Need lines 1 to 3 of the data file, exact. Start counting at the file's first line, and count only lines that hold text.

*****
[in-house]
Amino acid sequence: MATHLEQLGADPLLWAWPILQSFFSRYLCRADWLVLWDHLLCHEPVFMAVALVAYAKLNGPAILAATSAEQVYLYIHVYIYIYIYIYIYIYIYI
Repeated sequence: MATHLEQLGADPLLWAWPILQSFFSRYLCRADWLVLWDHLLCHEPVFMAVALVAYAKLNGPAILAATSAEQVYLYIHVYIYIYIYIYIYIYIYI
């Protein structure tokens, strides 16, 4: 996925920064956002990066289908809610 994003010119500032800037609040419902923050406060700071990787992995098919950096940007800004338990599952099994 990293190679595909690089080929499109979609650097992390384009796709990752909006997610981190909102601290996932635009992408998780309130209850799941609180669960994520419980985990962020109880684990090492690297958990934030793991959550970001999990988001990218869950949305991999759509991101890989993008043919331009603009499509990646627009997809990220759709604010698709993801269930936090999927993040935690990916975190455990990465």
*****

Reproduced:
[in-house]
Amino acid sequence: MATHLEQLGADPLLWAWPILQSFFSRYLCRADWLVLWDHLLCHEPVFMAVALVAYAKLNGPAILAATSAEQVYLYIHVYIYIYIYIYIYIYIYI
Repeated sequence: MATHLEQLGADPLLWAWPILQSFFSRYLCRADWLVLWDHLLCHEPVFMAVALVAYAKLNGPAILAATSAEQVYLYIHVYIYIYIYIYIYIYIYI